When I was stranded in Auckland, rather than moping around, I decided to try to use the time in a positive way. I had purchased a netbook before heading off on my journey, so a spent a few hours putting together a short presentation of photos of my pots. I also had 2 small crystalline glazed pots that I had intended taking to the States and giving away as gifts to people that I would have stayed with.... The good people at the Lopdell House Gallery , kindly had a look at what I had, and after a few days Emailed me to say that they would try selling my work at their Gallery Shop. I sent my first few pots to them last week and received the happy news that the first pot has sold today.

Needless to say, I am delighted. The pot that sold was one that I really loved. The glaze was one where, when I was making it, I had a hunch that a small addition of some manganese to what was already a nice glaze would do something special..., and it did! I know some people work everything out first and are very methodical record keepers when it comes to glazing, but I find that "hunches" are useful.. The downside is that you look at pots later and can't always remember what you did when inspiration took over!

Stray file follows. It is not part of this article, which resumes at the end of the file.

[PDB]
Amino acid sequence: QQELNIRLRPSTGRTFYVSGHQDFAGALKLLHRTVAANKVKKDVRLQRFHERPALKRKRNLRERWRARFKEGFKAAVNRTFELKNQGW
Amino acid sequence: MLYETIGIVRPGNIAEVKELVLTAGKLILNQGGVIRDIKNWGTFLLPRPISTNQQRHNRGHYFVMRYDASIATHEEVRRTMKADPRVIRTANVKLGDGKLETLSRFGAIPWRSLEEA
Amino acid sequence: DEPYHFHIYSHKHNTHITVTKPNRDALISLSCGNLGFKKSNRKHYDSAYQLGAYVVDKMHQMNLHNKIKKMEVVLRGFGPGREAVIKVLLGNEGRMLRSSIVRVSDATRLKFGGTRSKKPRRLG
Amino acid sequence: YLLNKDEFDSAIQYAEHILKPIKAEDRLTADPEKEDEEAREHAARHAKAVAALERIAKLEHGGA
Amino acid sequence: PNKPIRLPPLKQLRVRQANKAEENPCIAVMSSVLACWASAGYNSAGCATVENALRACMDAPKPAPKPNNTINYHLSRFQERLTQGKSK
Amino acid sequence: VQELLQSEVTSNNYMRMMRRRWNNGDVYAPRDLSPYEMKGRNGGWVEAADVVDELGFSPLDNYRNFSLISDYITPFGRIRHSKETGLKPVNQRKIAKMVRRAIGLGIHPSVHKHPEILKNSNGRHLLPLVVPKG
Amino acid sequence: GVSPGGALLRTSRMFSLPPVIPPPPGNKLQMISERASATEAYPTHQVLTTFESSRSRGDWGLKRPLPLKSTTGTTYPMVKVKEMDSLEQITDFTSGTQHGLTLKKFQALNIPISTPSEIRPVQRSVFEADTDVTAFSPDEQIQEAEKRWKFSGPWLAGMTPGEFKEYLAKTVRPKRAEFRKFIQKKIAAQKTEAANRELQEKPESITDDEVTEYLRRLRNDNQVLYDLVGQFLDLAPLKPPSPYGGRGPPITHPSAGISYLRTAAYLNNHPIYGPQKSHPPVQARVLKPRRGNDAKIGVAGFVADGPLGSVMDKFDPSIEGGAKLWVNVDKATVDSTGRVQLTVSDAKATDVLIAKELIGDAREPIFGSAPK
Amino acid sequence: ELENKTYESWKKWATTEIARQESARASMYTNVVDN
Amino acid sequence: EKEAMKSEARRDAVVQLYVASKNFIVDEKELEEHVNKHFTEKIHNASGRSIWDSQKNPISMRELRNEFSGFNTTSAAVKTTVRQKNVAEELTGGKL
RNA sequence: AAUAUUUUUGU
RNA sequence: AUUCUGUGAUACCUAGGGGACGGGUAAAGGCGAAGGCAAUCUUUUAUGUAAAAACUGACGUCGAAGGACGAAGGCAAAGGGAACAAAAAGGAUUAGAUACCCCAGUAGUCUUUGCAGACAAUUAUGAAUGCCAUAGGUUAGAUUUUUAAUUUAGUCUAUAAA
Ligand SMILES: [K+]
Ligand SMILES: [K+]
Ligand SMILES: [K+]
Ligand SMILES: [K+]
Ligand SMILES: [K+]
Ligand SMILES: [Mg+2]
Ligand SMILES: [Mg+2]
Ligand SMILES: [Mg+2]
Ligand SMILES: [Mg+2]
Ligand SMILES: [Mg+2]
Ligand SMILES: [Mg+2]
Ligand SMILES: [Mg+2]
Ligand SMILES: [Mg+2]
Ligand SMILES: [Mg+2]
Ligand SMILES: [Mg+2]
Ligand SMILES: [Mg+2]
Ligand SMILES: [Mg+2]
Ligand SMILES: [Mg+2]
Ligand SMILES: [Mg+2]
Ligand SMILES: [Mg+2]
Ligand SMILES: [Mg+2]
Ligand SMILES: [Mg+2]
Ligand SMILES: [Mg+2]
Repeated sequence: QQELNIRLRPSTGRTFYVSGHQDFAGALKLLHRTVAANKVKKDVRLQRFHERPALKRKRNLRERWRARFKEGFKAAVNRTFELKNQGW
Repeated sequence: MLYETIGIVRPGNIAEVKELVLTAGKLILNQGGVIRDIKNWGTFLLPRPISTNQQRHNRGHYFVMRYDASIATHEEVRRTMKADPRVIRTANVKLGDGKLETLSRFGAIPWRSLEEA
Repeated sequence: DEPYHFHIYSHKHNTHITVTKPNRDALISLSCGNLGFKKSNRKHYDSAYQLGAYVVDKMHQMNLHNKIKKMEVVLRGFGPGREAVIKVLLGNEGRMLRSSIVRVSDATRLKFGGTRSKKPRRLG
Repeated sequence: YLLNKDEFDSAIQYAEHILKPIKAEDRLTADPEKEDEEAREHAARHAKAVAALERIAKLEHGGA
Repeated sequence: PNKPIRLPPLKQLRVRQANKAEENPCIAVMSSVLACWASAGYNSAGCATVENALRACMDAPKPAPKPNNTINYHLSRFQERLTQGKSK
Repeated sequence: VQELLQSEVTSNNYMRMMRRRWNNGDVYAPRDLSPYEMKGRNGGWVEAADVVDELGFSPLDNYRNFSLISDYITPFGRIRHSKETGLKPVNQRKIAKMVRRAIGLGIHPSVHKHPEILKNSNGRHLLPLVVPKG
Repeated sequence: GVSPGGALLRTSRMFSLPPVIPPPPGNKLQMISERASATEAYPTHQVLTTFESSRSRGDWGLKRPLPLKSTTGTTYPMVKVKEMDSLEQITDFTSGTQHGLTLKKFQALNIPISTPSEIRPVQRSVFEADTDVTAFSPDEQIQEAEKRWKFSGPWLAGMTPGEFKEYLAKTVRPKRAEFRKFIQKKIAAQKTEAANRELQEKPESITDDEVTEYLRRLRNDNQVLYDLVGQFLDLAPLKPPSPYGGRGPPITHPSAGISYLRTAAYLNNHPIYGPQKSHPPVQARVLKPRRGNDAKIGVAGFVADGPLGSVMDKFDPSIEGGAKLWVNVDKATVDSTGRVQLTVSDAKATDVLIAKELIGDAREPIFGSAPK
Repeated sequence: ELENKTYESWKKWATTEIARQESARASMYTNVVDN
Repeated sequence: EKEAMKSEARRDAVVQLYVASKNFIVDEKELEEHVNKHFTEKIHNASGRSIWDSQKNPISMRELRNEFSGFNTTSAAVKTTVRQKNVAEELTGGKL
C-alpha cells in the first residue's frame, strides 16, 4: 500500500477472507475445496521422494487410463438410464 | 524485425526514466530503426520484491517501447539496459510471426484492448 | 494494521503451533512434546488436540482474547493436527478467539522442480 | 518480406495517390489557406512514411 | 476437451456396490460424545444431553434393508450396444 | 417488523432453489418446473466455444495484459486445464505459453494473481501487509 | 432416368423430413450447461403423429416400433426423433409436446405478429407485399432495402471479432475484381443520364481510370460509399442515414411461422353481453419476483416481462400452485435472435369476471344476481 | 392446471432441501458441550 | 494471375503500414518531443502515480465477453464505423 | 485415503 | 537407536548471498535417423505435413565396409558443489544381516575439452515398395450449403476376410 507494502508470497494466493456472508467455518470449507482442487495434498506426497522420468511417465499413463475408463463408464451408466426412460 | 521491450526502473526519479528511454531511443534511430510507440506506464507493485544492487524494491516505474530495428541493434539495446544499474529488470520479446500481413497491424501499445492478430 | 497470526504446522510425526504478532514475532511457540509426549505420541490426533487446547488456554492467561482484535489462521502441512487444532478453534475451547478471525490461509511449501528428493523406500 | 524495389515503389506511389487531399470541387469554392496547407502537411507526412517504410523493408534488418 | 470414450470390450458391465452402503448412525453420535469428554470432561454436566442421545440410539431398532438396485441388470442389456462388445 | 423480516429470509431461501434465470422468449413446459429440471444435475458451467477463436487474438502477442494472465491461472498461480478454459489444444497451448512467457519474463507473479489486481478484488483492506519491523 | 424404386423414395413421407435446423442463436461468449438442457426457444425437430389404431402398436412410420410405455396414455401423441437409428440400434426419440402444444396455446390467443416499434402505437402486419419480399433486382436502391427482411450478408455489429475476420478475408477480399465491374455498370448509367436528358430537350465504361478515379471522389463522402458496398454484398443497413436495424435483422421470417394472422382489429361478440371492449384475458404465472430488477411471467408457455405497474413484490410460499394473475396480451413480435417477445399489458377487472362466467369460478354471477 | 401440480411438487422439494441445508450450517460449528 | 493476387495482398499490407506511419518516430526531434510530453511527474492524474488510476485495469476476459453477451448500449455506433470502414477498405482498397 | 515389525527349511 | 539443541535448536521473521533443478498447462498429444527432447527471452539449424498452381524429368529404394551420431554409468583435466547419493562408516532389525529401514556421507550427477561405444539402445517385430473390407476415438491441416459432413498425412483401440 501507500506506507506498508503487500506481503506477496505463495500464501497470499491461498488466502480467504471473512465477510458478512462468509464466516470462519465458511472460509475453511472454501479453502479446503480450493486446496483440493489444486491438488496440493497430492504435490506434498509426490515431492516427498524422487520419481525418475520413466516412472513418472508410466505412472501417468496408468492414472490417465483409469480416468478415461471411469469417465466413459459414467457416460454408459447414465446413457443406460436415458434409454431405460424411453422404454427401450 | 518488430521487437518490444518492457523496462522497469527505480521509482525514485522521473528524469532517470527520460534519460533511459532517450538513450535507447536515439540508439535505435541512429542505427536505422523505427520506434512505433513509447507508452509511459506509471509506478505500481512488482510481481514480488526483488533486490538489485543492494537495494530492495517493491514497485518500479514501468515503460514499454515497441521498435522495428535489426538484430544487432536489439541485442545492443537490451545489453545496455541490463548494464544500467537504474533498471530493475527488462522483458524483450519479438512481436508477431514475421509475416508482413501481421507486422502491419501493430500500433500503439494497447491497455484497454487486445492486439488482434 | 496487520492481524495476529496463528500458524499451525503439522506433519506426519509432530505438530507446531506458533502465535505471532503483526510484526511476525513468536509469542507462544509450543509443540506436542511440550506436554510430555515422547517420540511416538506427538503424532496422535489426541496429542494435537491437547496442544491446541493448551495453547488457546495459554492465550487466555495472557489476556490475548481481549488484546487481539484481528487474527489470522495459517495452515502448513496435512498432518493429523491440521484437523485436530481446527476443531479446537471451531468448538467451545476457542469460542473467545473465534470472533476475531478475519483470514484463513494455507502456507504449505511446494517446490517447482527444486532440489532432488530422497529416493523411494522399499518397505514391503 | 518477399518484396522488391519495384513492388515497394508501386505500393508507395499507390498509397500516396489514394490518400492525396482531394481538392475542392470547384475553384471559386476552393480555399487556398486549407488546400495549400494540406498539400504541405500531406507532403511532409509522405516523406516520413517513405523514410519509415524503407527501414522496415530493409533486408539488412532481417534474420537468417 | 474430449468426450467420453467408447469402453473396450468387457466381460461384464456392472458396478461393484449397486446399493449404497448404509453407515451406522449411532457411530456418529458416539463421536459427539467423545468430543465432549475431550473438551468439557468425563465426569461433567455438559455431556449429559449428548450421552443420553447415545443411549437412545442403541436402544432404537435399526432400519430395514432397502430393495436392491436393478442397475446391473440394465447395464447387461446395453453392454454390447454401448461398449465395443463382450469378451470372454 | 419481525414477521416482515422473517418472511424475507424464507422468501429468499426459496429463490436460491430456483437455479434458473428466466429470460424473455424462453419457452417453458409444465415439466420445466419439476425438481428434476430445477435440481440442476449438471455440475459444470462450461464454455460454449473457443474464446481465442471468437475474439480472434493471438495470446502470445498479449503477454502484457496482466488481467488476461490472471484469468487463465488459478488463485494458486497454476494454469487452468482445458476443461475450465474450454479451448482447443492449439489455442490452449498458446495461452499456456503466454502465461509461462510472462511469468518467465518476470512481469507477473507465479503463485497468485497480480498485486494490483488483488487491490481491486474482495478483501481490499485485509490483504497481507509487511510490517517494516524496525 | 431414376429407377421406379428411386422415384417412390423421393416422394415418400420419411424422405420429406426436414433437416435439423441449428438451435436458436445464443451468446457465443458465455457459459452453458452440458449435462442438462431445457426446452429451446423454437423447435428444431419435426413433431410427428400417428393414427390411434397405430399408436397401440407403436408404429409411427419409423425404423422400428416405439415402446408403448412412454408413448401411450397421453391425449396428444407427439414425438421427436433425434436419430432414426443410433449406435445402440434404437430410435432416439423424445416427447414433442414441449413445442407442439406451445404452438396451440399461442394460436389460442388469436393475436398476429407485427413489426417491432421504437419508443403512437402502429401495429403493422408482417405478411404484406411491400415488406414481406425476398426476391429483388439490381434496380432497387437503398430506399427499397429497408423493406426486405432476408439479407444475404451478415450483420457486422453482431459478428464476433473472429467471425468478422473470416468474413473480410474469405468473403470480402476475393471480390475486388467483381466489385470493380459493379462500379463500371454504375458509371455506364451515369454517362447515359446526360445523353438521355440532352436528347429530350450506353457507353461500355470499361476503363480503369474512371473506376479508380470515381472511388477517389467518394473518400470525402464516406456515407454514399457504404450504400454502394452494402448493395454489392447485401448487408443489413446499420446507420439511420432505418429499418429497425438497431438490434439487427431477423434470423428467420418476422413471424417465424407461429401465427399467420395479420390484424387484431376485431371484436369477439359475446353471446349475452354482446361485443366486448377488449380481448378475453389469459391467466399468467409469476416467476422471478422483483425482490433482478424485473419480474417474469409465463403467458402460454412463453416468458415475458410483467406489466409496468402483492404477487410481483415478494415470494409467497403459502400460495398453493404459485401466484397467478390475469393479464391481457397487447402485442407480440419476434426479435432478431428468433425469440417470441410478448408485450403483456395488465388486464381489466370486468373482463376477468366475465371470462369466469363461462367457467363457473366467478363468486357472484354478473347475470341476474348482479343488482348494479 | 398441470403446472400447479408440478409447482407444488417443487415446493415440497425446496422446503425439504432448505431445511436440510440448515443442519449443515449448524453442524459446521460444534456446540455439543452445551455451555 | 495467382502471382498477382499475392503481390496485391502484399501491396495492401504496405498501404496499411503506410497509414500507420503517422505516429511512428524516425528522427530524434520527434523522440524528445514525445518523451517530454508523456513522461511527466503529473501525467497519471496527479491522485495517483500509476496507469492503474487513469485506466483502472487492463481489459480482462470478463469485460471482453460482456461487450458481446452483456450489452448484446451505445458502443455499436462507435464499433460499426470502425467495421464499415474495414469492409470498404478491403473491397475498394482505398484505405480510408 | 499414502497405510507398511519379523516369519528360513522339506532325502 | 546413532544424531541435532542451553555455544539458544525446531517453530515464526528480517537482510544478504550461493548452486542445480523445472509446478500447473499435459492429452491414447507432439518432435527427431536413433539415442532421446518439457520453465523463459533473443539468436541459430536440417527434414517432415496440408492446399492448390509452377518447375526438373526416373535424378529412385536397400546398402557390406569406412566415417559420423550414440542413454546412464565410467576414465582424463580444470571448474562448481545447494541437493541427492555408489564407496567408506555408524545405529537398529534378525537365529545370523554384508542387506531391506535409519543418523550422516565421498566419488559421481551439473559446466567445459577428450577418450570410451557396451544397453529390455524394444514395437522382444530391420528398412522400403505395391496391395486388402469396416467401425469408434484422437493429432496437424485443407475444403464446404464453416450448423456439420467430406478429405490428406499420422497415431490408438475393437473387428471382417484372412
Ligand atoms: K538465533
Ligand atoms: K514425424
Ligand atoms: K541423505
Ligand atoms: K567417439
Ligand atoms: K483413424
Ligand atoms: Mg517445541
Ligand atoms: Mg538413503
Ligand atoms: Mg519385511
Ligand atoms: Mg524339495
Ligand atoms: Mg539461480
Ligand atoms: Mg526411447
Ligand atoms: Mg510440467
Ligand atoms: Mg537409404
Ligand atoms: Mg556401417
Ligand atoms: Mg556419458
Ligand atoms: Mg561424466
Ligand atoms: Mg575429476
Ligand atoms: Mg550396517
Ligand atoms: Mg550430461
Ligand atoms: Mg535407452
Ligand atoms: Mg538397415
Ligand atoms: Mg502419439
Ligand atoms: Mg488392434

I can also happily report that, as I traveled home, I received a very positive response to my little netbook presentation and small pots in Wellington and Christchurch. I will next be sending work to Christchurch.

Really must post this now, but here are a couple of photos that I took from the ferry on the way from the North Island to the South Island of New Zealand.

To get from Wellington to Picton... you need to cross a good stretch of water. One bonus is that once you are passed the open sea part of the crossing... which can get rough..., your trip concludes with a blissful time of sailing on sheltered water that is overlooked by beautiful hills as you approach Picton.


Arkansas Patti said...

Gosh, are you that tall or are they that short? So glad you got to visit with them again Peter.
That you pot with human power makes you immune to power outages. Good move.